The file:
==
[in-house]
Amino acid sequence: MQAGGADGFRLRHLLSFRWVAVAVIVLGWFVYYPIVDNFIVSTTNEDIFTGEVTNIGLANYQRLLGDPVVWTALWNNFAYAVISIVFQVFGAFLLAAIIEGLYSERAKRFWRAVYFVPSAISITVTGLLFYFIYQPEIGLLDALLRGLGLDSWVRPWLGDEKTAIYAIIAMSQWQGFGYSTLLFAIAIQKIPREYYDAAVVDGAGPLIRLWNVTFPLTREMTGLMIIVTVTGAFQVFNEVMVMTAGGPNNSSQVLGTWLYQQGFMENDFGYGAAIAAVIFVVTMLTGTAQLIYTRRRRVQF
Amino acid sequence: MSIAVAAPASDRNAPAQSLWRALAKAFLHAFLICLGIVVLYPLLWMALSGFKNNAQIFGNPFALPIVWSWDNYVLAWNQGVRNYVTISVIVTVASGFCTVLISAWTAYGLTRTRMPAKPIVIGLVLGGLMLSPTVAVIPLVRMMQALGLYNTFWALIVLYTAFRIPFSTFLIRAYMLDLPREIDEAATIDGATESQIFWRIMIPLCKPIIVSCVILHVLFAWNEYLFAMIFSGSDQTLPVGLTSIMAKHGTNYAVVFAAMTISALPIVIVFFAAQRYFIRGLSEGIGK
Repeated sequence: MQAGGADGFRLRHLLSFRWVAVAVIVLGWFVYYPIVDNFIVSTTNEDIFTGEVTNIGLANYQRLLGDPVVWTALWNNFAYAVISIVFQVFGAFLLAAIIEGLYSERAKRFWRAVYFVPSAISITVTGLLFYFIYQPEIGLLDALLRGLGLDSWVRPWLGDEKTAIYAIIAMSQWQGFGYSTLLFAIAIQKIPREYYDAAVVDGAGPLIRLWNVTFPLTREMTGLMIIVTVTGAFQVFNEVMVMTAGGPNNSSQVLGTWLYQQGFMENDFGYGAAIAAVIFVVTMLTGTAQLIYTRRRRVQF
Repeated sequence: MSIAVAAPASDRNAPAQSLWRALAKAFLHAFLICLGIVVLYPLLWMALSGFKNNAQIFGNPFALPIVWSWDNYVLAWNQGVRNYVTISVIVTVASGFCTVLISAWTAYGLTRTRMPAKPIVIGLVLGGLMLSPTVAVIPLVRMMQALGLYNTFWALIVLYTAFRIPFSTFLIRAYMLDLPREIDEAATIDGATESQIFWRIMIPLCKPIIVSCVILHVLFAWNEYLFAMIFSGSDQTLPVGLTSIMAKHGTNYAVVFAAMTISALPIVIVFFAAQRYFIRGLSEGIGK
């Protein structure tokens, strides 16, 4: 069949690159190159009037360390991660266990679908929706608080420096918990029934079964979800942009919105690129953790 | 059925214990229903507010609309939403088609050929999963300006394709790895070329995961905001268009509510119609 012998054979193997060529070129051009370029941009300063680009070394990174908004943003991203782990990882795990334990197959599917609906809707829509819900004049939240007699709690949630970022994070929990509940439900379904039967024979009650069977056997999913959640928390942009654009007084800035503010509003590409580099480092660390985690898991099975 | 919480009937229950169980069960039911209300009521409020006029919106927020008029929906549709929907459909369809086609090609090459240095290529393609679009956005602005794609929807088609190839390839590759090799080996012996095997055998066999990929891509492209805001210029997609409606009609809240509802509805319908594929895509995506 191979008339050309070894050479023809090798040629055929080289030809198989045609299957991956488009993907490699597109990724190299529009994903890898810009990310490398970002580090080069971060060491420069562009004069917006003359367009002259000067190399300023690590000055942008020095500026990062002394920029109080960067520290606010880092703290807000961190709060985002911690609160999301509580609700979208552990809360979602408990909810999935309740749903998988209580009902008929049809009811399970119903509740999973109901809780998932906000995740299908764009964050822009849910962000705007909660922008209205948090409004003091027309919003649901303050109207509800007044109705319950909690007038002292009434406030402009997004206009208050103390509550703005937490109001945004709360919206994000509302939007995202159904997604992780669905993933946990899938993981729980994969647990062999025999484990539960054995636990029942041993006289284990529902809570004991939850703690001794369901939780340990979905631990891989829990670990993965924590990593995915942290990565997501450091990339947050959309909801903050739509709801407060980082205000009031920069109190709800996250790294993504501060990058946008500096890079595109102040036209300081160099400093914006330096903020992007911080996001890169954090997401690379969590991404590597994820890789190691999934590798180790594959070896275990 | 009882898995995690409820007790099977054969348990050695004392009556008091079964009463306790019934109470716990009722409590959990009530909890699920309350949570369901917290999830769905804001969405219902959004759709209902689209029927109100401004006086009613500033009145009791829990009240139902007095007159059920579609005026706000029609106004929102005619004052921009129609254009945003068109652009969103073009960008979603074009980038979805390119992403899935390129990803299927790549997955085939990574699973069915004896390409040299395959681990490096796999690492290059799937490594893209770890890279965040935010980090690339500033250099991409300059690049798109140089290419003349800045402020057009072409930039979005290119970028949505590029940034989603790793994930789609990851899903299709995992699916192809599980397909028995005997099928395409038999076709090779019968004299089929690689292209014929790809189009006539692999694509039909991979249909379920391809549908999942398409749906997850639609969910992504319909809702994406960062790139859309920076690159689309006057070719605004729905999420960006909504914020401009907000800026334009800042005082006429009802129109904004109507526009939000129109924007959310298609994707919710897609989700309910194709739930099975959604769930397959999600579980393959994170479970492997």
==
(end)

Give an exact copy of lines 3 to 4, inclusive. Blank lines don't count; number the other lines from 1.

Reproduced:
Amino acid sequence: MSIAVAAPASDRNAPAQSLWRALAKAFLHAFLICLGIVVLYPLLWMALSGFKNNAQIFGNPFALPIVWSWDNYVLAWNQGVRNYVTISVIVTVASGFCTVLISAWTAYGLTRTRMPAKPIVIGLVLGGLMLSPTVAVIPLVRMMQALGLYNTFWALIVLYTAFRIPFSTFLIRAYMLDLPREIDEAATIDGATESQIFWRIMIPLCKPIIVSCVILHVLFAWNEYLFAMIFSGSDQTLPVGLTSIMAKHGTNYAVVFAAMTISALPIVIVFFAAQRYFIRGLSEGIGK
Repeated sequence: MQAGGADGFRLRHLLSFRWVAVAVIVLGWFVYYPIVDNFIVSTTNEDIFTGEVTNIGLANYQRLLGDPVVWTALWNNFAYAVISIVFQVFGAFLLAAIIEGLYSERAKRFWRAVYFVPSAISITVTGLLFYFIYQPEIGLLDALLRGLGLDSWVRPWLGDEKTAIYAIIAMSQWQGFGYSTLLFAIAIQKIPREYYDAAVVDGAGPLIRLWNVTFPLTREMTGLMIIVTVTGAFQVFNEVMVMTAGGPNNSSQVLGTWLYQQGFMENDFGYGAAIAAVIFVVTMLTGTAQLIYTRRRRVQF